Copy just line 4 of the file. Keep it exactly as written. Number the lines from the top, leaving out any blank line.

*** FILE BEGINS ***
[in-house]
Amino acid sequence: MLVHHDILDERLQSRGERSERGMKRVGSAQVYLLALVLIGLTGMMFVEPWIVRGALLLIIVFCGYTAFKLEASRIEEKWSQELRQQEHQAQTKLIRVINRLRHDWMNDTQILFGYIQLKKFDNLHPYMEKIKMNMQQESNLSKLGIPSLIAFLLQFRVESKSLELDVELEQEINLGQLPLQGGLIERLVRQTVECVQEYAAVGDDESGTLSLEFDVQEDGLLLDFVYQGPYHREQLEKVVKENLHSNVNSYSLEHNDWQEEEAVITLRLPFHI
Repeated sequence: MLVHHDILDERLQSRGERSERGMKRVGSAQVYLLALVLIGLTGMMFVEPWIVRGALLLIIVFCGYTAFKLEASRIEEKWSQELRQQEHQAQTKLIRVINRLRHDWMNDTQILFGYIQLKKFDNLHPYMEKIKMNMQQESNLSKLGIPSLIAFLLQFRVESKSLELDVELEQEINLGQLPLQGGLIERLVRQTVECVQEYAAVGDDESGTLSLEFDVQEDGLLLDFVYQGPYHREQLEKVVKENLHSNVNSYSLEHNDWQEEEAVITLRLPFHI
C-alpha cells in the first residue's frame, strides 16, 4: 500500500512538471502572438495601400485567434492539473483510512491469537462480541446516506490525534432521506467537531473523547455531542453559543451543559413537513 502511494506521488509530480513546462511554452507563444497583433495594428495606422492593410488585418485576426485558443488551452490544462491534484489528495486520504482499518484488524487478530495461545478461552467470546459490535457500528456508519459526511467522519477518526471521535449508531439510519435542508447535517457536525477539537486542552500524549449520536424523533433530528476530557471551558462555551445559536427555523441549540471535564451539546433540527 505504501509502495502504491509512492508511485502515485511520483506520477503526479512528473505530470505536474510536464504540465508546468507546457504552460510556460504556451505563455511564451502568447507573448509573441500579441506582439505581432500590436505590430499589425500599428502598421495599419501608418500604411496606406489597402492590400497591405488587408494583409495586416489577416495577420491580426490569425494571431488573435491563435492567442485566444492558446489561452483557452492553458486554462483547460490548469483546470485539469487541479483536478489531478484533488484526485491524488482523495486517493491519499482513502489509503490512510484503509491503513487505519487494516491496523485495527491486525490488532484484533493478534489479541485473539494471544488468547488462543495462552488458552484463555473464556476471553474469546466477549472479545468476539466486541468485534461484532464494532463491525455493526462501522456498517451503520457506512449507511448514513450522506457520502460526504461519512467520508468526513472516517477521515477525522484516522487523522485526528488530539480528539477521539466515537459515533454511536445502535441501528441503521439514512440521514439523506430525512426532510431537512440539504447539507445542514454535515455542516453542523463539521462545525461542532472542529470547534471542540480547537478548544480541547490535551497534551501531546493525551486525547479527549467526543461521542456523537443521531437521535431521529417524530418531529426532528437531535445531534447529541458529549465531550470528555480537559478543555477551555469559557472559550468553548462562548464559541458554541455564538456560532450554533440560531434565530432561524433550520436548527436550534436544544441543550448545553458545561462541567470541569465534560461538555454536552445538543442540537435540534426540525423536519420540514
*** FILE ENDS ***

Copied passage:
C-alpha cells in the first residue's frame, strides 16, 4: 500500500512538471502572438495601400485567434492539473483510512491469537462480541446516506490525534432521506467537531473523547455531542453559543451543559413537513 502511494506521488509530480513546462511554452507563444497583433495594428495606422492593410488585418485576426485558443488551452490544462491534484489528495486520504482499518484488524487478530495461545478461552467470546459490535457500528456508519459526511467522519477518526471521535449508531439510519435542508447535517457536525477539537486542552500524549449520536424523533433530528476530557471551558462555551445559536427555523441549540471535564451539546433540527 505504501509502495502504491509512492508511485502515485511520483506520477503526479512528473505530470505536474510536464504540465508546468507546457504552460510556460504556451505563455511564451502568447507573448509573441500579441506582439505581432500590436505590430499589425500599428502598421495599419501608418500604411496606406489597402492590400497591405488587408494583409495586416489577416495577420491580426490569425494571431488573435491563435492567442485566444492558446489561452483557452492553458486554462483547460490548469483546470485539469487541479483536478489531478484533488484526485491524488482523495486517493491519499482513502489509503490512510484503509491503513487505519487494516491496523485495527491486525490488532484484533493478534489479541485473539494471544488468547488462543495462552488458552484463555473464556476471553474469546466477549472479545468476539466486541468485534461484532464494532463491525455493526462501522456498517451503520457506512449507511448514513450522506457520502460526504461519512467520508468526513472516517477521515477525522484516522487523522485526528488530539480528539477521539466515537459515533454511536445502535441501528441503521439514512440521514439523506430525512426532510431537512440539504447539507445542514454535515455542516453542523463539521462545525461542532472542529470547534471542540480547537478548544480541547490535551497534551501531546493525551486525547479527549467526543461521542456523537443521531437521535431521529417524530418531529426532528437531535445531534447529541458529549465531550470528555480537559478543555477551555469559557472559550468553548462562548464559541458554541455564538456560532450554533440560531434565530432561524433550520436548527436550534436544544441543550448545553458545561462541567470541569465534560461538555454536552445538543442540537435540534426540525423536519420540514